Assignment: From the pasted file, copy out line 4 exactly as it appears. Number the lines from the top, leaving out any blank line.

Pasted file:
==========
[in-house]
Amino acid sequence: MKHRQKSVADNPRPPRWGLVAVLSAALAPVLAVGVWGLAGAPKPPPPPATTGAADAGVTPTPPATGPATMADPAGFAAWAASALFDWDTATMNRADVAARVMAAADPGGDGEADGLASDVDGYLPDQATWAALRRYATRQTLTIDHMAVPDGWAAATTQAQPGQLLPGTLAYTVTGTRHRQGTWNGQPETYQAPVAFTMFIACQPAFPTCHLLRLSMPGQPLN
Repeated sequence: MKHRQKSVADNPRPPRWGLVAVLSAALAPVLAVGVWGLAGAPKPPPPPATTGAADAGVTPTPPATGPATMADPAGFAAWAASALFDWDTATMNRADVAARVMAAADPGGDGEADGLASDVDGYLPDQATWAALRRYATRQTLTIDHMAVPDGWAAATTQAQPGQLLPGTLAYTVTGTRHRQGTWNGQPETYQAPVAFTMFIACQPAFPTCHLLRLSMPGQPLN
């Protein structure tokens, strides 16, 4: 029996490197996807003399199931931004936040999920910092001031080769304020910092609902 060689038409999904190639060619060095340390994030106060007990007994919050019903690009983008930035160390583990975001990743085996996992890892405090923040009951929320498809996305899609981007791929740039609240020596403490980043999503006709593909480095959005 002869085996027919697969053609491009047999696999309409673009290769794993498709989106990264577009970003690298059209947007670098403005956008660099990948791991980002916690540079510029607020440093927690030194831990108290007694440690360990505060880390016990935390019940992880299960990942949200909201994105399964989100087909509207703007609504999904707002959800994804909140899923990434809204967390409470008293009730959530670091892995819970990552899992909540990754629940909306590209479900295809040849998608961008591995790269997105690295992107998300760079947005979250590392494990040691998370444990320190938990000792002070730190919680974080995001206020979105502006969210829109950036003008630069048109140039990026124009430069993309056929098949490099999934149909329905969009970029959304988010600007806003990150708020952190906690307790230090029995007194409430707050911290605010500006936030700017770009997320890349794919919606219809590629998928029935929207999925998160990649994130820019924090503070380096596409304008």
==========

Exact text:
């Protein structure tokens, strides 16, 4: 029996490197996807003399199931931004936040999920910092001031080769304020910092609902 060689038409999904190639060619060095340390994030106060007990007994919050019903690009983008930035160390583990975001990743085996996992890892405090923040009951929320498809996305899609981007791929740039609240020596403490980043999503006709593909480095959005 002869085996027919697969053609491009047999696999309409673009290769794993498709989106990264577009970003690298059209947007670098403005956008660099990948791991980002916690540079510029607020440093927690030194831990108290007694440690360990505060880390016990935390019940992880299960990942949200909201994105399964989100087909509207703007609504999904707002959800994804909140899923990434809204967390409470008293009730959530670091892995819970990552899992909540990754629940909306590209479900295809040849998608961008591995790269997105690295992107998300760079947005979250590392494990040691998370444990320190938990000792002070730190919680974080995001206020979105502006969210829109950036003008630069048109140039990026124009430069993309056929098949490099999934149909329905969009970029959304988010600007806003990150708020952190906690307790230090029995007194409430707050911290605010500006936030700017770009997320890349794919919606219809590629998928029935929207999925998160990649994130820019924090503070380096596409304008």